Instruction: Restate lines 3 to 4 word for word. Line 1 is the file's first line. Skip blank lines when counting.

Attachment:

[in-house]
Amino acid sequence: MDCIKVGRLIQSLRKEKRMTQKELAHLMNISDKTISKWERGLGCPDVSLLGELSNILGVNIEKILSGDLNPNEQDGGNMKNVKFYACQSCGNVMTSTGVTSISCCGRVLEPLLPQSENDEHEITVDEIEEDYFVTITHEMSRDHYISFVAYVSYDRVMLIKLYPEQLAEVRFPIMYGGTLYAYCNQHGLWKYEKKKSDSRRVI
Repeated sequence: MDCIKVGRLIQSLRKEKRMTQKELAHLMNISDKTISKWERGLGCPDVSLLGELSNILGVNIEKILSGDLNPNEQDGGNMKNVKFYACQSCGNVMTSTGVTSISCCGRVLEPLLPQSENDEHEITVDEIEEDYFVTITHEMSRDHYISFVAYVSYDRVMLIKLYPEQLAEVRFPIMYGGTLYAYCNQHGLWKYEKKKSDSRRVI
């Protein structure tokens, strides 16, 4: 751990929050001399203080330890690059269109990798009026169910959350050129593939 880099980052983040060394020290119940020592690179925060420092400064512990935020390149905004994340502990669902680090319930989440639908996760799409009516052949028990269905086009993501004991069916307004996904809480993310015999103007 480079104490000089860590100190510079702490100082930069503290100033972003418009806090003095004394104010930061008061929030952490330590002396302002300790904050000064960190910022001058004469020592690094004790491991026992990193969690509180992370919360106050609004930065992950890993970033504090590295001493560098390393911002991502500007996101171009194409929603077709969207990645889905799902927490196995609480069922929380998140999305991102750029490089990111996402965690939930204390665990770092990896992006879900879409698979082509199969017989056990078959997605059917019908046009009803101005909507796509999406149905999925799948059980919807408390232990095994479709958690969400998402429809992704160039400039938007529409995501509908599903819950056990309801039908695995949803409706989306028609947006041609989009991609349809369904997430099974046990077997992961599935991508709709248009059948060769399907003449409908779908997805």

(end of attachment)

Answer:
Repeated sequence: MDCIKVGRLIQSLRKEKRMTQKELAHLMNISDKTISKWERGLGCPDVSLLGELSNILGVNIEKILSGDLNPNEQDGGNMKNVKFYACQSCGNVMTSTGVTSISCCGRVLEPLLPQSENDEHEITVDEIEEDYFVTITHEMSRDHYISFVAYVSYDRVMLIKLYPEQLAEVRFPIMYGGTLYAYCNQHGLWKYEKKKSDSRRVI
């Protein structure tokens, strides 16, 4: 751990929050001399203080330890690059269109990798009026169910959350050129593939 880099980052983040060394020290119940020592690179925060420092400064512990935020390149905004994340502990669902680090319930989440639908996760799409009516052949028990269905086009993501004991069916307004996904809480993310015999103007 480079104490000089860590100190510079702490100082930069503290100033972003418009806090003095004394104010930061008061929030952490330590002396302002300790904050000064960190910022001058004469020592690094004790491991026992990193969690509180992370919360106050609004930065992950890993970033504090590295001493560098390393911002991502500007996101171009194409929603077709969207990645889905799902927490196995609480069922929380998140999305991102750029490089990111996402965690939930204390665990770092990896992006879900879409698979082509199969017989056990078959997605059917019908046009009803101005909507796509999406149905999925799948059980919807408390232990095994479709958690969400998402429809992704160039400039938007529409995501509908599903819950056990309801039908695995949803409706989306028609947006041609989009991609349809369904997430099974046990077997992961599935991508709709248009059948060769399907003449409908779908997805």